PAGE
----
The findings prompt the researchers to suggest that marital status should be included as a risk factor for heart disease/stroke and likely survival in its own right. Most (80%) cardiovascular disease can be attributed to well known risk factors: age; sex; high blood pressure; high cholesterol; smoking; and diabetes. But it's not clear what influences the remaining 20 per cent. The findings of previous research on the impact of marital status have been somewhat mixed, so in a bid to clarify the issues, the authors trawled research databases for relevant published studies. They drew on 34 out of a total of 225, all of which had been published between 1963 and 2015, and involved more than 2 million people aged between 42 and 77 from Europe, Scandinavia, North America, the Middle East, and Asia. Pooled analysis of the data revealed that, compared with people who were married, those who weren't (never married, divorced, widowed) were at heightened risk of developing cardiovascular disease (42%) and coronary artery heart disease (16%). Not being married was also associated with a heightened risk of dying from both coronary heart disease (42%) and stroke (55%).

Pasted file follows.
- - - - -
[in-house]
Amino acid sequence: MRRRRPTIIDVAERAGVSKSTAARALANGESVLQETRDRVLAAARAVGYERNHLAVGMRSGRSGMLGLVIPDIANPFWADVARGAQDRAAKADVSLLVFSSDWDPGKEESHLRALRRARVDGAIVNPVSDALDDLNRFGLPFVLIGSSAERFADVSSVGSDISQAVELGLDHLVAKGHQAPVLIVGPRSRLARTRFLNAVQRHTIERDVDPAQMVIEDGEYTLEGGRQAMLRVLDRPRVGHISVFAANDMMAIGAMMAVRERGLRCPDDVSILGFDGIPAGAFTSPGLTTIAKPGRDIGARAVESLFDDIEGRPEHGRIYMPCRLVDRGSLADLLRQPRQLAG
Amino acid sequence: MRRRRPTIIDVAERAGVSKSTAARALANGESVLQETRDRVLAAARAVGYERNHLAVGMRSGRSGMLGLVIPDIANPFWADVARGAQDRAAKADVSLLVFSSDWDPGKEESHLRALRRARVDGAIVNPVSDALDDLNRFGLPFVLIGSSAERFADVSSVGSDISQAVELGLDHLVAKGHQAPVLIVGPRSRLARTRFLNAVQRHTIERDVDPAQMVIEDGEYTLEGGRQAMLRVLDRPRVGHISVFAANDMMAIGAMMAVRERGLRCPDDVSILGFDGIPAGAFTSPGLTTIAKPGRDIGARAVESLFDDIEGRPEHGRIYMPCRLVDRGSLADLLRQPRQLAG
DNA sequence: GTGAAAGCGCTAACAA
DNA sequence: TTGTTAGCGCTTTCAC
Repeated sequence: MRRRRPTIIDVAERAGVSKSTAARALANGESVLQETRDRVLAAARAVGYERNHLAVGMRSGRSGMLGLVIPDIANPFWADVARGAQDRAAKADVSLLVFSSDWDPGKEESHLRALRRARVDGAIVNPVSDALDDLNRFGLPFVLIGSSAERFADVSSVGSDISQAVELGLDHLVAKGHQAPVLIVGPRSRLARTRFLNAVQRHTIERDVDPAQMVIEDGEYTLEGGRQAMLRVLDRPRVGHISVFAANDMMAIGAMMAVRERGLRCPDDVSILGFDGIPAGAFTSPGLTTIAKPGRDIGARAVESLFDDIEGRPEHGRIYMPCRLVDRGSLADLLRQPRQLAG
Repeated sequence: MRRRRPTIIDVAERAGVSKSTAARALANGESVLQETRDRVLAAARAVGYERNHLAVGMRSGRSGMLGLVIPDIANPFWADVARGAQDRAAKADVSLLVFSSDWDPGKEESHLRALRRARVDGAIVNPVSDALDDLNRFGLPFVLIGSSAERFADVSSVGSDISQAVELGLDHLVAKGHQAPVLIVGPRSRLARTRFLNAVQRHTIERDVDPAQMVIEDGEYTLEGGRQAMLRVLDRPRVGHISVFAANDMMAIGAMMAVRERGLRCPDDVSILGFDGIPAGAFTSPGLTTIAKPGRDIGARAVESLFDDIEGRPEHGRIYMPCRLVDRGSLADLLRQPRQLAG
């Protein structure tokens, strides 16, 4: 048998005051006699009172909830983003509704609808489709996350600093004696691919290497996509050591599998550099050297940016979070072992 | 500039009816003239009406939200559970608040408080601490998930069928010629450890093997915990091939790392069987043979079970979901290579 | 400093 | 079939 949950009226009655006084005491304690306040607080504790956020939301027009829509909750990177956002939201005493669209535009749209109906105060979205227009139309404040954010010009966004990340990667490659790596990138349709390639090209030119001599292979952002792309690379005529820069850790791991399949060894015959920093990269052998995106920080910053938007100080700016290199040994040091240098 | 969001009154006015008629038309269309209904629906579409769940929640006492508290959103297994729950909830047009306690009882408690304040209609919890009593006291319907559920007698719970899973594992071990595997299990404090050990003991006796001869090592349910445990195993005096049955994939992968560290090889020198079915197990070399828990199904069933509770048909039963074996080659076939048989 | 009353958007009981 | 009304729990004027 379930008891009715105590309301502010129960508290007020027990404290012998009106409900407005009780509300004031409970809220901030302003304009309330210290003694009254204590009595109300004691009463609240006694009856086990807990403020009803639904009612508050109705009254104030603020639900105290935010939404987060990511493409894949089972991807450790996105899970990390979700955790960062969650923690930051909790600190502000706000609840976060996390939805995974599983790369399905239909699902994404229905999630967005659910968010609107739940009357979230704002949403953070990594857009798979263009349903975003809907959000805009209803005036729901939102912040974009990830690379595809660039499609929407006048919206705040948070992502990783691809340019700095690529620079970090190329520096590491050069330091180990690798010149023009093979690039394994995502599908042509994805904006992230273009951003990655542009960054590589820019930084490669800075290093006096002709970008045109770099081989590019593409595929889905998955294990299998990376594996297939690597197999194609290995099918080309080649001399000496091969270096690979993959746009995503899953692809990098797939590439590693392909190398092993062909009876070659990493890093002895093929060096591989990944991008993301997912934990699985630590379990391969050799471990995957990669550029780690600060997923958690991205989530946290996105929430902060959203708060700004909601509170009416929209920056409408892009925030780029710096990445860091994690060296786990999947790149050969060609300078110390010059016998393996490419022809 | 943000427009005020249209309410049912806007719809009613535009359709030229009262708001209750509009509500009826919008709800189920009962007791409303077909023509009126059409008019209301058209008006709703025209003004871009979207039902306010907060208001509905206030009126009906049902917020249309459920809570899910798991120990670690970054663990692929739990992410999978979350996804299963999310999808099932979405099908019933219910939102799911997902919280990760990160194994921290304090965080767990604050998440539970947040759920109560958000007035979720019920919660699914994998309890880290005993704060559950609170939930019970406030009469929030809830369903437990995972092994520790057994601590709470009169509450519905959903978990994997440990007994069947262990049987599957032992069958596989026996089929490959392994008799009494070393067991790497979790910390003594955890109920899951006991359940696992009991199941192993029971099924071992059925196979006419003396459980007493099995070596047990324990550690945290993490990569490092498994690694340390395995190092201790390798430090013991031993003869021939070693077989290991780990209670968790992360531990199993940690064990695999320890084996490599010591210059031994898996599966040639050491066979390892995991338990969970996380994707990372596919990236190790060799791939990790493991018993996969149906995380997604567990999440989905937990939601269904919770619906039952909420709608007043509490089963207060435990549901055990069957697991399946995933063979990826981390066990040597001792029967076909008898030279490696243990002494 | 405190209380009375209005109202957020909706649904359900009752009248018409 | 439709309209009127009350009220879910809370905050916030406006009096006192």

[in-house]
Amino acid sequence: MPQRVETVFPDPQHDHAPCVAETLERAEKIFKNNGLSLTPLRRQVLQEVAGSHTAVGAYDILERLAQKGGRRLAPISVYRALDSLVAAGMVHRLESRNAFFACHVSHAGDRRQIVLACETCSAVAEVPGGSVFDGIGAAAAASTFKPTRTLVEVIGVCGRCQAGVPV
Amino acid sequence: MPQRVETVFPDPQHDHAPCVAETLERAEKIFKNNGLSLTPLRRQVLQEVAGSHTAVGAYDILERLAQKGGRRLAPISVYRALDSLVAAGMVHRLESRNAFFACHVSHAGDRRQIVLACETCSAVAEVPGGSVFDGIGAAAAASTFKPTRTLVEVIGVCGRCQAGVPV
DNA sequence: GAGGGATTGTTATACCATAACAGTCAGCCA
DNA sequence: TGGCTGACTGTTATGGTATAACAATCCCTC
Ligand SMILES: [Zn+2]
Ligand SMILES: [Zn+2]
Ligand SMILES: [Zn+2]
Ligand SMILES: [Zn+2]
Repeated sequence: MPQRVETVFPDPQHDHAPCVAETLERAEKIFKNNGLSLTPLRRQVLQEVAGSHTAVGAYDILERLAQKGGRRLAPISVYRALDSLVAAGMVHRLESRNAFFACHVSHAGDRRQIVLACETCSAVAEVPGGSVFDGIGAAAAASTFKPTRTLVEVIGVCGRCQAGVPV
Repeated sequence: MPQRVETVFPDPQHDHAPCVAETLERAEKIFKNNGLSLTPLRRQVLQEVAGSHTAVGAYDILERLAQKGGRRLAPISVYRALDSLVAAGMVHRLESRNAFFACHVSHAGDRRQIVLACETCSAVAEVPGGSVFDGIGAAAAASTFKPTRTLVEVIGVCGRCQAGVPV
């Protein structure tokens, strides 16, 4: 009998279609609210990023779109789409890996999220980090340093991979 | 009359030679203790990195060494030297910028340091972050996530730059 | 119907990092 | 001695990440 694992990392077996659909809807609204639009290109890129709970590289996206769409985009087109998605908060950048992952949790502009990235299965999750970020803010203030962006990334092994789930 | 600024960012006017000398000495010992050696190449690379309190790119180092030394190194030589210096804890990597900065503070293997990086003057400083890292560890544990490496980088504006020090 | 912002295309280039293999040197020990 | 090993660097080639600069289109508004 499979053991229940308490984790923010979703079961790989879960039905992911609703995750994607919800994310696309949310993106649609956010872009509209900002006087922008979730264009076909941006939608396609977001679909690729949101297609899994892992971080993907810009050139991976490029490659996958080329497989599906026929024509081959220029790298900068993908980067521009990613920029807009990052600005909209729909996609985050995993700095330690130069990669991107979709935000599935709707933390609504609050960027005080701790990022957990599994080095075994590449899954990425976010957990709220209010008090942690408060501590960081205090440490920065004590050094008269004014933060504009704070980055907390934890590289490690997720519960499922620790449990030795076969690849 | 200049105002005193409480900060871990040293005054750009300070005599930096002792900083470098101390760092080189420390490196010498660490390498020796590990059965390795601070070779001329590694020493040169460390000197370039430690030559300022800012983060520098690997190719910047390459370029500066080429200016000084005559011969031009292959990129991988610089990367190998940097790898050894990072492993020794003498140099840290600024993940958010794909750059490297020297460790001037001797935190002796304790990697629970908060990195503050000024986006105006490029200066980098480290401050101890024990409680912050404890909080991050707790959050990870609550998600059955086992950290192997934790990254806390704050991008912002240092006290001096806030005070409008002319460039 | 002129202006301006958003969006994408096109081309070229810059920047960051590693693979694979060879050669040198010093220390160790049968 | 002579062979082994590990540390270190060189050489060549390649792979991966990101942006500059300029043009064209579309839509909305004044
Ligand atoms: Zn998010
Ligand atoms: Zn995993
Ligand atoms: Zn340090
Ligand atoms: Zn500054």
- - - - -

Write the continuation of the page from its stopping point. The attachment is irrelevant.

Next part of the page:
When the data were broken down further, the analysis showed that divorce was associated with a 35 per cent higher risk of developing heart disease for both men and women, while widowers of both sexes were 16 per cent more likely to have a stroke. While there was no difference in the r